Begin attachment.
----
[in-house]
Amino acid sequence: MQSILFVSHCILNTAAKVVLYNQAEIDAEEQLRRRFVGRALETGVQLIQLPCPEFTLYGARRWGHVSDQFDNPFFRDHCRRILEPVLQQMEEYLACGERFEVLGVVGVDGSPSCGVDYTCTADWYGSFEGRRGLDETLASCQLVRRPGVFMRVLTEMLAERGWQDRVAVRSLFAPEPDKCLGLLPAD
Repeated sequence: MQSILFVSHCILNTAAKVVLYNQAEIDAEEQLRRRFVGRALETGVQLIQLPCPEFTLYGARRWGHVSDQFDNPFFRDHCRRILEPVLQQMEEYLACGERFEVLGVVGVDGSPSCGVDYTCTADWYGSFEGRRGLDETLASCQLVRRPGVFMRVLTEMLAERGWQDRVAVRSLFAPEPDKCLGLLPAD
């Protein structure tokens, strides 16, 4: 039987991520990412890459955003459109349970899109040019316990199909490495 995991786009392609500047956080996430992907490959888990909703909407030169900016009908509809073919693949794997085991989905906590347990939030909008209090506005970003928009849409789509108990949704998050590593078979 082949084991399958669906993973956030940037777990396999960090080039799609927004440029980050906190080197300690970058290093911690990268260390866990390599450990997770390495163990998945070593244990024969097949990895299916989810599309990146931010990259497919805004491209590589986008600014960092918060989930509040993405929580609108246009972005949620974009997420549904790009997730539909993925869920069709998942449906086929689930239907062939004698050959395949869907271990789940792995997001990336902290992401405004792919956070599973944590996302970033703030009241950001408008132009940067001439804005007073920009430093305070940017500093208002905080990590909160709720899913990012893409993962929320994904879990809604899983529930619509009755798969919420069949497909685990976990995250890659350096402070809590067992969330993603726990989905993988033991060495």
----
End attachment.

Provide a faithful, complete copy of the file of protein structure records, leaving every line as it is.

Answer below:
[in-house]
Amino acid sequence: MQSILFVSHCILNTAAKVVLYNQAEIDAEEQLRRRFVGRALETGVQLIQLPCPEFTLYGARRWGHVSDQFDNPFFRDHCRRILEPVLQQMEEYLACGERFEVLGVVGVDGSPSCGVDYTCTADWYGSFEGRRGLDETLASCQLVRRPGVFMRVLTEMLAERGWQDRVAVRSLFAPEPDKCLGLLPAD
Repeated sequence: MQSILFVSHCILNTAAKVVLYNQAEIDAEEQLRRRFVGRALETGVQLIQLPCPEFTLYGARRWGHVSDQFDNPFFRDHCRRILEPVLQQMEEYLACGERFEVLGVVGVDGSPSCGVDYTCTADWYGSFEGRRGLDETLASCQLVRRPGVFMRVLTEMLAERGWQDRVAVRSLFAPEPDKCLGLLPAD
């Protein structure tokens, strides 16, 4: 039987991520990412890459955003459109349970899109040019316990199909490495 995991786009392609500047956080996430992907490959888990909703909407030169900016009908509809073919693949794997085991989905906590347990939030909008209090506005970003928009849409789509108990949704998050590593078979 082949084991399958669906993973956030940037777990396999960090080039799609927004440029980050906190080197300690970058290093911690990268260390866990390599450990997770390495163990998945070593244990024969097949990895299916989810599309990146931010990259497919805004491209590589986008600014960092918060989930509040993405929580609108246009972005949620974009997420549904790009997730539909993925869920069709998942449906086929689930239907062939004698050959395949869907271990789940792995997001990336902290992401405004792919956070599973944590996302970033703030009241950001408008132009940067001439804005007073920009430093305070940017500093208002905080990590909160709720899913990012893409993962929320994904879990809604899983529930619509009755798969919420069949497909685990976990995250890659350096402070809590067992969330993603726990989905993988033991060495």